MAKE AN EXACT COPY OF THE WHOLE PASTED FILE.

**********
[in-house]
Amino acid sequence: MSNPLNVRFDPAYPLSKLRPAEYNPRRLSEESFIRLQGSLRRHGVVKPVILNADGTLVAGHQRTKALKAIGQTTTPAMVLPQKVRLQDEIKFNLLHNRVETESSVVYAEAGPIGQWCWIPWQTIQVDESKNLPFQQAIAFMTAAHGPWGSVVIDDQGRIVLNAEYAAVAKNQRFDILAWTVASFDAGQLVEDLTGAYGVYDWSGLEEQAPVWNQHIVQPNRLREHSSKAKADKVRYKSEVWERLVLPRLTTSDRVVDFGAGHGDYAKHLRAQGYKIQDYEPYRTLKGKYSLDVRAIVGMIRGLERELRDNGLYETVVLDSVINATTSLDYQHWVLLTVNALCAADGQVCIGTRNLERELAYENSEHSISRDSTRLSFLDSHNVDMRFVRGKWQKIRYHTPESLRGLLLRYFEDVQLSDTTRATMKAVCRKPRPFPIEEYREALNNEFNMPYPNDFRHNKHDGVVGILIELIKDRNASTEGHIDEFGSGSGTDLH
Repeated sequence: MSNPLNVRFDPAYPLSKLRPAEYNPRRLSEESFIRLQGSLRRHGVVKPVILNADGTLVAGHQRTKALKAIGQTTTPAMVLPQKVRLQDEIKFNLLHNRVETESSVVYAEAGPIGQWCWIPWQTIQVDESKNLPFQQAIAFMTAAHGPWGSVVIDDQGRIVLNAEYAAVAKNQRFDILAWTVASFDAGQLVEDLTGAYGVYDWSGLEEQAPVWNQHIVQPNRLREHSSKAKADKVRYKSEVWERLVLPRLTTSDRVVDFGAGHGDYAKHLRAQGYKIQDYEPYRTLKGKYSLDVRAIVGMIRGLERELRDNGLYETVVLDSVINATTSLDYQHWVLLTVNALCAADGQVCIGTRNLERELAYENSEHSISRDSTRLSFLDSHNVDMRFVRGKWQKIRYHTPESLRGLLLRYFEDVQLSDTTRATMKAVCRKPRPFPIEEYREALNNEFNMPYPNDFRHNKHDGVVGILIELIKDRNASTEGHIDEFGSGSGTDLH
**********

[in-house]
Amino acid sequence: MSNPLNVRFDPAYPLSKLRPAEYNPRRLSEESFIRLQGSLRRHGVVKPVILNADGTLVAGHQRTKALKAIGQTTTPAMVLPQKVRLQDEIKFNLLHNRVETESSVVYAEAGPIGQWCWIPWQTIQVDESKNLPFQQAIAFMTAAHGPWGSVVIDDQGRIVLNAEYAAVAKNQRFDILAWTVASFDAGQLVEDLTGAYGVYDWSGLEEQAPVWNQHIVQPNRLREHSSKAKADKVRYKSEVWERLVLPRLTTSDRVVDFGAGHGDYAKHLRAQGYKIQDYEPYRTLKGKYSLDVRAIVGMIRGLERELRDNGLYETVVLDSVINATTSLDYQHWVLLTVNALCAADGQVCIGTRNLERELAYENSEHSISRDSTRLSFLDSHNVDMRFVRGKWQKIRYHTPESLRGLLLRYFEDVQLSDTTRATMKAVCRKPRPFPIEEYREALNNEFNMPYPNDFRHNKHDGVVGILIELIKDRNASTEGHIDEFGSGSGTDLH
Repeated sequence: MSNPLNVRFDPAYPLSKLRPAEYNPRRLSEESFIRLQGSLRRHGVVKPVILNADGTLVAGHQRTKALKAIGQTTTPAMVLPQKVRLQDEIKFNLLHNRVETESSVVYAEAGPIGQWCWIPWQTIQVDESKNLPFQQAIAFMTAAHGPWGSVVIDDQGRIVLNAEYAAVAKNQRFDILAWTVASFDAGQLVEDLTGAYGVYDWSGLEEQAPVWNQHIVQPNRLREHSSKAKADKVRYKSEVWERLVLPRLTTSDRVVDFGAGHGDYAKHLRAQGYKIQDYEPYRTLKGKYSLDVRAIVGMIRGLERELRDNGLYETVVLDSVINATTSLDYQHWVLLTVNALCAADGQVCIGTRNLERELAYENSEHSISRDSTRLSFLDSHNVDMRFVRGKWQKIRYHTPESLRGLLLRYFEDVQLSDTTRATMKAVCRKPRPFPIEEYREALNNEFNMPYPNDFRHNKHDGVVGILIELIKDRNASTEGHIDEFGSGSGTDLH